BADLISYAH: Awal Muharam — a day of celebration

I would like to wish everyone a Happy Awal Muharam! Come sunset today, the year 1434 Anno Higarae (AH) will come to an end and a 1435 AH begins. This New Year, may you and your family be rewarded by Allah SWT with all the good things in life.

I am so glad that my monthly column conveniently falls on the eve of the first day of the new year of the Hijrah calendar. It gives me the opportunity to elucidate the significance of today to all of us generally, to Muslims specifically and to Islamic finance distinctively.

Unbeknown to many, the Hijrah calendar is a calendar first established in 638 AD by the second Caliph of the Al Rashidun Caliphate, Umar al Khattab to ensure consistency of dating, chronology of events and time management across all the Muslim land governed under the Caliphate. This calendar is based on the lunar cycle rather than the solar cycle (Gregorian) or lunisolar cycle (Chinese). Under the calendar, a new day starts at sunset instead of sunrise and the day chosen as the first day of the calendar was 1 Muharam due its significance to Muslims.

Typically, this calendar is used and adopted by all countries in the world where the Caliph ruled and subsequently in all countries deemed as Islamic countries where Muslims are the majority of the population. The calendar is followed by all of the population irrespective of whether they are Muslim or non-Muslim. It has also been taken as a private calendar by Muslims living in all other parts of the world just like the Chinese calendar is privately followed by Chinese living in all parts of the world outside of China.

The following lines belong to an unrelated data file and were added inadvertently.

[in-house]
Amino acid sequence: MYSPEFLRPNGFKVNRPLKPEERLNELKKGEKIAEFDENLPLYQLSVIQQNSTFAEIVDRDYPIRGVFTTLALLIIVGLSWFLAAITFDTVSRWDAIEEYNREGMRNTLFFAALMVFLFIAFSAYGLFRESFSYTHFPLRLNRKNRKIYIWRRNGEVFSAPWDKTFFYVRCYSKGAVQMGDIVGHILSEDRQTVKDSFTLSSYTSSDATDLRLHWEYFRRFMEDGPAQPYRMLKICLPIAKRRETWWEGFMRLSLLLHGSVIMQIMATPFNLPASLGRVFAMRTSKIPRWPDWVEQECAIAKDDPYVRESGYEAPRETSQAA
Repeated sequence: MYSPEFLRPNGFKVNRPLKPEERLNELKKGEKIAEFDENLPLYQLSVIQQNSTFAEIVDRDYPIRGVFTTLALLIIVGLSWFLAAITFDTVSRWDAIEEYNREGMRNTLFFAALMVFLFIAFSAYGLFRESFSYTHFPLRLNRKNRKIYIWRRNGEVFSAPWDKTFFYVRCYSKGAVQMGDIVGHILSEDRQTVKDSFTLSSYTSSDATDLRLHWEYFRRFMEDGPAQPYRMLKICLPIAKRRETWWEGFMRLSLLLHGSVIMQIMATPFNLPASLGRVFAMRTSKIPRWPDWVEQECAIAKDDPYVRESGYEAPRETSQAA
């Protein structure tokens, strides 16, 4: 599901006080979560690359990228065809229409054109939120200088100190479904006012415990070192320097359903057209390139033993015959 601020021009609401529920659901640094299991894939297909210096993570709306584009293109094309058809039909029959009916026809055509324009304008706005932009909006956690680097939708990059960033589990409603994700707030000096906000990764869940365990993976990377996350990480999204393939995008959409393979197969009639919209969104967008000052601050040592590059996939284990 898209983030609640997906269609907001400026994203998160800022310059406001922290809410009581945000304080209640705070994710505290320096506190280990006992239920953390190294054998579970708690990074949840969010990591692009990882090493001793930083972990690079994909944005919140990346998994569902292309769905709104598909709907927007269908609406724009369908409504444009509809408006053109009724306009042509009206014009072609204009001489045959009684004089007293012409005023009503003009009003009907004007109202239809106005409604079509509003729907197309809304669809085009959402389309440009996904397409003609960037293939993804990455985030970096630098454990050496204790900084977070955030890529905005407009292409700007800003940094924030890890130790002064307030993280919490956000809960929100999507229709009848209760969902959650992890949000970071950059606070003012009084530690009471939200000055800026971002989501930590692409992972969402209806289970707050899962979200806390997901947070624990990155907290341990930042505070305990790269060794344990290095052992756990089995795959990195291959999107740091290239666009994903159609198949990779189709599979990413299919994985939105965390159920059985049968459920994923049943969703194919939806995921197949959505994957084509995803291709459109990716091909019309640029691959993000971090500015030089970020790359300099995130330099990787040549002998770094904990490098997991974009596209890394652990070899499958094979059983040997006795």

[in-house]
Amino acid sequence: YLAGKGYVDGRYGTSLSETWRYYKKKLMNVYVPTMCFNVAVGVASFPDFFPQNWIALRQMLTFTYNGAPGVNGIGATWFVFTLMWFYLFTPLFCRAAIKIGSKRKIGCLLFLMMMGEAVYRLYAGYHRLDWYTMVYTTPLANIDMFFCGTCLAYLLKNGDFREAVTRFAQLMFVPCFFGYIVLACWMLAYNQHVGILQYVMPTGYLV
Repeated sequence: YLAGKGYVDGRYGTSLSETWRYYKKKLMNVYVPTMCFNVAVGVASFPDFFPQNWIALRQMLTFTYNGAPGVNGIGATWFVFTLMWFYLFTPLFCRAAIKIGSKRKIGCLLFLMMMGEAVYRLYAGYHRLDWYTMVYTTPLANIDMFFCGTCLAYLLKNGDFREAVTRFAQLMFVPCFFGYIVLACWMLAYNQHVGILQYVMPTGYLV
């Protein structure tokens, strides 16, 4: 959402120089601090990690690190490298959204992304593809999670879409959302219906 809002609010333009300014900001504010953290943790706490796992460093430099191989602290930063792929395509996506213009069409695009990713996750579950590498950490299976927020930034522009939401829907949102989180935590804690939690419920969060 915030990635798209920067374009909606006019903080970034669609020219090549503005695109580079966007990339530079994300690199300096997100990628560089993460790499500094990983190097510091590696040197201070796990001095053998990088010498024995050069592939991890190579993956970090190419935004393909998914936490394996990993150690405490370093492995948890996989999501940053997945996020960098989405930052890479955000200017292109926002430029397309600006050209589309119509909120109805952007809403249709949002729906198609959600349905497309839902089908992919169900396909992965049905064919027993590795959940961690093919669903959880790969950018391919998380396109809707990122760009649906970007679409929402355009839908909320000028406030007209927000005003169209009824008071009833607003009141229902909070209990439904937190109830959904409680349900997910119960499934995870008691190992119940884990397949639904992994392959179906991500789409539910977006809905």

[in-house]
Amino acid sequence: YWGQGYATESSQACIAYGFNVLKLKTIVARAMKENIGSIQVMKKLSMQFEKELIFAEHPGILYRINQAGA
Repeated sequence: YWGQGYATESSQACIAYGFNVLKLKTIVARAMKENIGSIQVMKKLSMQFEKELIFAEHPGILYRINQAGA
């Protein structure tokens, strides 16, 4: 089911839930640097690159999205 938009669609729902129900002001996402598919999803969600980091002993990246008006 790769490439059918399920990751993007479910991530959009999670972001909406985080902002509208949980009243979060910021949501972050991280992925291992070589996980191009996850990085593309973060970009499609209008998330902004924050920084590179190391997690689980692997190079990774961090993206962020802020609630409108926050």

So Awal Muharam to many of us generally is just the first day of a new year and we celebrate it like we celebrate any other new year. Some will play fireworks. Some will be spending time praying. Some will be visiting friends and families. Some will be joining the parades either as participants or spectators.

What is certain is that Awal Muharam is a cause for all of us, Muslim and non-Muslim living in an Islamic country to celebrate and reflect upon our lives, making new year resolutions and affirming one’s commitment for continuous improvement to be a better person. This is Awal Muharam to all of us generally.

However, 1 Muharam as a date carries a more significant meaning to Muslims than simply being a date chosen by Caliph Umar as the first day of a new year. The significance was the reason why it was chosen as the a new year date in the first place.

1 Muharam in any Hijrah year was the day that saw the Hijrah or migration by Prophet Muhammad (peace be upon him) and the early Muslims from Makkah to Madinah that took place on 622 AD. It was the day that transformed the Muslims from a downtrodden, abused and discriminated people to a free, civilised and sovereign people. The Hijrah not only impacted positively on the Muslims but also the whole world.

Hijrah, in essence, is the physical and spiritual transferance or transformation, that Muslims must undertake to attain a better situation for themselves to serve Allah SWT. In the Glorious Quran, Allah, Most High, says: “Those who believe, and migrate and strive in Allah’s cause, with their goods and their persons, have the highest rank in the sight of Allah: they are indeed the successful people. Their Lord does give them glad tidings of a Mercy from Himself, of His good pleasure, and of gardens where enduring pleasure will be theirs: They will dwell therein forever. Verily in Allah’s presence is a reward, the greatest (of all).” (Al-Tawbah, verses 20-22) The Hijrah undertaken by the Prophet was the prime example of this divine calling to Muslims and we commemorate this day to remind us of our need to continuously better ourselves in our strive for God’s cause come every 1 Muharam.

So as we celebrate the coming of a new year, we also remember the Hijrah and do hijrah of our own. The Hijrah also carries a greater significance to Islamic finance specifically and the global economy generally. The migration that took place on 1 Muharam 0 AH was a major crossing line between two major eras in Islam — the era of Makkah and the era of Madinah.